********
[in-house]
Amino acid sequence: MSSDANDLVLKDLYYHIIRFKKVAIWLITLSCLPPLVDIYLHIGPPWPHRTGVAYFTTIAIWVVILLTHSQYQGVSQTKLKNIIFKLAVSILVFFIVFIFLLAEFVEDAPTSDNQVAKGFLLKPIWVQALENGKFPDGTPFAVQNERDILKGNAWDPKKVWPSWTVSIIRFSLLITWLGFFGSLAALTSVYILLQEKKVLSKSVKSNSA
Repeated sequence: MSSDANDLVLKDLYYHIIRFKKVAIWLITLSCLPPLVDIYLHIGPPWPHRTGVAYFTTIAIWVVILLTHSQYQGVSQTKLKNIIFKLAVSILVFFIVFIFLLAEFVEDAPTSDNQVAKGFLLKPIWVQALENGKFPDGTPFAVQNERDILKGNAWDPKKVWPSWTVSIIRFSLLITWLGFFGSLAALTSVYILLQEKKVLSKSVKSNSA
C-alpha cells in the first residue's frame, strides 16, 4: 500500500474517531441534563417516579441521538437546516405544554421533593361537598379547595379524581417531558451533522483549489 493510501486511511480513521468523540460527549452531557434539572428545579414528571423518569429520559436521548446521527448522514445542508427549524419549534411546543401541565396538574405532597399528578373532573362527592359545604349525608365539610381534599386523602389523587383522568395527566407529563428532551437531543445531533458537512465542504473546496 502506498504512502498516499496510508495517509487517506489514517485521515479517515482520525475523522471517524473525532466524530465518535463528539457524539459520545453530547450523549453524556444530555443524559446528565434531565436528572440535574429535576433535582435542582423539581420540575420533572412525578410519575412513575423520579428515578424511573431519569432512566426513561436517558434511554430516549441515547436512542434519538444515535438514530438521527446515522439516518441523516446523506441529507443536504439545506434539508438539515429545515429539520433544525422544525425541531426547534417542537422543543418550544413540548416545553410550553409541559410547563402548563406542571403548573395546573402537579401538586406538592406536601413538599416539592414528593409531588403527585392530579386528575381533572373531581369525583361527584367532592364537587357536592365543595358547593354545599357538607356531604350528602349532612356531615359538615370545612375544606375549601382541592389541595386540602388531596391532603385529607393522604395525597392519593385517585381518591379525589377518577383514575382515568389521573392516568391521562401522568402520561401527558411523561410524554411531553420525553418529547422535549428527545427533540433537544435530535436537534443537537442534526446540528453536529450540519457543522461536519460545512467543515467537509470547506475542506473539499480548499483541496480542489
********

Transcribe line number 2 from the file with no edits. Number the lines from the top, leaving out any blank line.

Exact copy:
Amino acid sequence: MSSDANDLVLKDLYYHIIRFKKVAIWLITLSCLPPLVDIYLHIGPPWPHRTGVAYFTTIAIWVVILLTHSQYQGVSQTKLKNIIFKLAVSILVFFIVFIFLLAEFVEDAPTSDNQVAKGFLLKPIWVQALENGKFPDGTPFAVQNERDILKGNAWDPKKVWPSWTVSIIRFSLLITWLGFFGSLAALTSVYILLQEKKVLSKSVKSNSA